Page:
A large, beautiful tree with showy white blossoms, the horse chestnut is often used as a landscape specimen or to line streets in residential neighborhoods. The pristine canopy is perfect for providing shade and the spring blooms are a welcome sign of the new season. Aesculus hippocastanum is native to parts of Europe but grows now in most areas of North America. In spite of its attractiveness, though, problems with horse chestnut can and do occur.
What’s Wrong with My Horse Chestnut Tree?
As with all trees, there is always a chance of pest infestation and disease infection. These trees are popular but have recently experienced serious health problems from the horse chestnut leaf miner and bacterial bleeding canker. How can we avoid horse chestnut problems like this in our trees? Here are some tips for identification of horse chestnut issues and how to avoid the problems.
Horse Chestnut Leaf Miner
Horse chestnut leaf miner feeds on leaves of the tree. All it takes is one infected horse chestnut seedling and then problems with horse chestnut leaf miner begin. The damage from these pests is largely aesthetic and decreases their vigor but doesn’t cause any actual health problems for the tree. However, since the tree’s appearance is a large part of its value, we want to keep them vigorous and pest free.
You may be wondering, is my horse chestnut sick? Not all horse chestnut trees are susceptible to this pest. Keep an eye on the leaves of your tree for spots that first look bleached, then turn brown and roll up early but do not drop from the tree. Report this to your local county extension office. Also, consider adding beneficial insects to the area.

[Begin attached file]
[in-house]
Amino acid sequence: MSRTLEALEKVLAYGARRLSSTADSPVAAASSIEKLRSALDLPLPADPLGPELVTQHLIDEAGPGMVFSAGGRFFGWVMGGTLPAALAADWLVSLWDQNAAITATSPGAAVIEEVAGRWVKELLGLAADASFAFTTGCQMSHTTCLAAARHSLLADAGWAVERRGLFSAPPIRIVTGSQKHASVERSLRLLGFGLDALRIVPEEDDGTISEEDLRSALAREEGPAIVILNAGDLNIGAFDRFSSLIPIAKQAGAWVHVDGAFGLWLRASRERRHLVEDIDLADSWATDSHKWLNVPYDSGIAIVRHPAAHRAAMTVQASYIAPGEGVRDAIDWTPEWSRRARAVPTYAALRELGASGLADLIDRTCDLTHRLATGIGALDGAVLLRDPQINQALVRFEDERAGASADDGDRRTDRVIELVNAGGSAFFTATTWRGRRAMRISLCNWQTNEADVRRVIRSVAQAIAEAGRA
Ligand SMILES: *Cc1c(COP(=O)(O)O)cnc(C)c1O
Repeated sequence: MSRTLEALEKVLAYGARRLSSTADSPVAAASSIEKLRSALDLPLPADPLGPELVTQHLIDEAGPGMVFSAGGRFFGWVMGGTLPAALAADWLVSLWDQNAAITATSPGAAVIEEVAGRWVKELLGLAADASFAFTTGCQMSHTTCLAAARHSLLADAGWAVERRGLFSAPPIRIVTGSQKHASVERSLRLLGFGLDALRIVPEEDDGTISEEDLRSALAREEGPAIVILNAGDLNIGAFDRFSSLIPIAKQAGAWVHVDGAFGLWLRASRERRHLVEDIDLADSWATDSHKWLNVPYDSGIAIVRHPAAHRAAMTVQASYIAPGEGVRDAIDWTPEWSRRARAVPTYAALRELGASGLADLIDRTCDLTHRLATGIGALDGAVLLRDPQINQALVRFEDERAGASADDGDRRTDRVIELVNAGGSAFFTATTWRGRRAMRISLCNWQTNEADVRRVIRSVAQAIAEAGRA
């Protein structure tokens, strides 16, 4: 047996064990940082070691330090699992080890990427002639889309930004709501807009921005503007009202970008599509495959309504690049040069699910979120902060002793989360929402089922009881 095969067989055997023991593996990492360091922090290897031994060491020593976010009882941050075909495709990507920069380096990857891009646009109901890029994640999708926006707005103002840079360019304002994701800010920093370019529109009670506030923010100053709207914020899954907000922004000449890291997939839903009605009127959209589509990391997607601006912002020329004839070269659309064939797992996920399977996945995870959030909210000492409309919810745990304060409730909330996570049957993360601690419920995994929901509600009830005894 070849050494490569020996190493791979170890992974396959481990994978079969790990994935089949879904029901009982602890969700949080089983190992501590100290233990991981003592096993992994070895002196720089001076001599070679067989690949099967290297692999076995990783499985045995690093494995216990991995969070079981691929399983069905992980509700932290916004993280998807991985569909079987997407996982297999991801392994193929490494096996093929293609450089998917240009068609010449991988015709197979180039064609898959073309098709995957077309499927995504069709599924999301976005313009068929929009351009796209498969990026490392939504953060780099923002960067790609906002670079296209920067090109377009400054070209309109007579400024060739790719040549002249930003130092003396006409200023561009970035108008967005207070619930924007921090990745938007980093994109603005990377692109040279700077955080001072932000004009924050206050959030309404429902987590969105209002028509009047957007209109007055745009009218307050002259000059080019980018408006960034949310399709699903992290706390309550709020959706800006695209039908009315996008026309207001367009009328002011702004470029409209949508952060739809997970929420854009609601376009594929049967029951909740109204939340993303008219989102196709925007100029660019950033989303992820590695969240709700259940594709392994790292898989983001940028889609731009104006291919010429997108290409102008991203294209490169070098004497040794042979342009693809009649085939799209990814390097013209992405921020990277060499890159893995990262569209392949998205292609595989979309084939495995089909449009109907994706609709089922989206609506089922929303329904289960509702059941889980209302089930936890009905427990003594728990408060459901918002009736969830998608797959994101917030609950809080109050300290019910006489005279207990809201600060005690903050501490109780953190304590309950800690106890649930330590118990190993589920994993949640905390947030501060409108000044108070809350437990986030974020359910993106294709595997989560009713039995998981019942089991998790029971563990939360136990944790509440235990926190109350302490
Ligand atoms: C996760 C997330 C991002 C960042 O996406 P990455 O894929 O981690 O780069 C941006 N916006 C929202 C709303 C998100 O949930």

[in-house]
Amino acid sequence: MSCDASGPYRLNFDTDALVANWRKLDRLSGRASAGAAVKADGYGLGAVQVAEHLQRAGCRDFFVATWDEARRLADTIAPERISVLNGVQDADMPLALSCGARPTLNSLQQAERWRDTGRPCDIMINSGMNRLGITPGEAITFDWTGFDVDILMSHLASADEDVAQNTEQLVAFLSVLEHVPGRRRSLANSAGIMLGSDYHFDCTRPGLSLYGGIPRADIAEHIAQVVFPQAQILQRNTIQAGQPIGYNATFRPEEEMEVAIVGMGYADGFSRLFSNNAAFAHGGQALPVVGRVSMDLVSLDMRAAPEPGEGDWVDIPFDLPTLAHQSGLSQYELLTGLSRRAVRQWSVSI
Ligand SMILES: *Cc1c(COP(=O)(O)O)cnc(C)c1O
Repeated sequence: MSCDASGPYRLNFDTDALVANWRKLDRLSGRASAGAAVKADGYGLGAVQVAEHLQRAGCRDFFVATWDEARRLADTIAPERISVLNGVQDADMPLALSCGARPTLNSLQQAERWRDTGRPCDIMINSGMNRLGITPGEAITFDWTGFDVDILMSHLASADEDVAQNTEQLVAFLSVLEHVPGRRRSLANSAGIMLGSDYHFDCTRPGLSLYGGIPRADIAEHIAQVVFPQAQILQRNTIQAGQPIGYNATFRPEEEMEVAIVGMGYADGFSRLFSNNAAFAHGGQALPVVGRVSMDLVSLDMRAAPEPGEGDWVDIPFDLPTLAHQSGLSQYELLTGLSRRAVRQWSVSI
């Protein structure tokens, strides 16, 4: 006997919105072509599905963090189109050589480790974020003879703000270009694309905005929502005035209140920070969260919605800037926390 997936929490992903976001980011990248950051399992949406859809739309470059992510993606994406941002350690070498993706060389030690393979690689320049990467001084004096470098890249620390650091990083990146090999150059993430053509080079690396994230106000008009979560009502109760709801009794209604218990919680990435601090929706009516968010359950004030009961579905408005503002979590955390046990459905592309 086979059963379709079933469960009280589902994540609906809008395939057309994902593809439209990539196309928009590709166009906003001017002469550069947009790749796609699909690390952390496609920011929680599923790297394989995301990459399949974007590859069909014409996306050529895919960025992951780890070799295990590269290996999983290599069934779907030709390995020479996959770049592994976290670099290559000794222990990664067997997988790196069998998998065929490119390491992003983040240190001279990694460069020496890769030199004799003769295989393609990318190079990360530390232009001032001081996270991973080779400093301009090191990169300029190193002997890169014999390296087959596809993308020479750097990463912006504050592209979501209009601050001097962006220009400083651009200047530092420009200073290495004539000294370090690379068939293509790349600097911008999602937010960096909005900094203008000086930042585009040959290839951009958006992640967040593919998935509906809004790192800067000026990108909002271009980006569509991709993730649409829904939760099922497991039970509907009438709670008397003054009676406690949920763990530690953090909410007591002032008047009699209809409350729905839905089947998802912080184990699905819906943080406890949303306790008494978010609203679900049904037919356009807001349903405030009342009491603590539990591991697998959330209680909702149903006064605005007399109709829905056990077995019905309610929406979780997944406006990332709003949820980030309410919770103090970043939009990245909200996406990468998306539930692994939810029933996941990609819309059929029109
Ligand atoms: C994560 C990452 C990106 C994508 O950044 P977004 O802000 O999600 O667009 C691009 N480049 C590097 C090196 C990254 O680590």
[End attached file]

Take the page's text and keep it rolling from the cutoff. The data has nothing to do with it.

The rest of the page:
Bacterial Bleeding Canker
Bacterial bleeding canker has also caused problems to horse chestnut trees. Previously caused by two Phytophthora pathogens, damage now appears to be caused by the bacterial pathogen, Pseudomonas syringae pv aesculi, according to Forest Research. Bacteria may enter through pruning cuts or spots where the tree has mechanical damage, such as from lawnmowers.
Bleeding canker causes problems both internally and on the outside of the tree and may cause death. You may first notice bleeding lesions, an unusual colored liquid oozing from patches of dead bark on stems or branches. The liquid may be blackish, rusty-red, or a yellowish brown. It may also appear near the bottom of the trunk.
The sap may be clear or cloudy in spring, dry up during hot, dry summers, and return in autumn. Lesions may eventually surround the tree or its branches, causing leaves to yellow. Decay fungi may attack the wood exposed by the lesions. Breathable tree wrap may help with this situation, as well as pruning out damaged branches far below the infection. Avoid pruning in spring and autumn when the bacteria are most active.
Gardening tips, videos, info and more delivered right to your inbox!
Sign up for the Gardening Know How newsletter today and receive a free download of our most popular eBook "How to Grow Delicious Tomatoes."
Becca Badgett was a regular contributor to Gardening Know How for ten years. Co-author of the book How to Grow an EMERGENCY Garden, Becca specializes in succulent and cactus gardening.
15 Garden Trends To Avoid in 2024: Experts Warn Against These Outdated Designs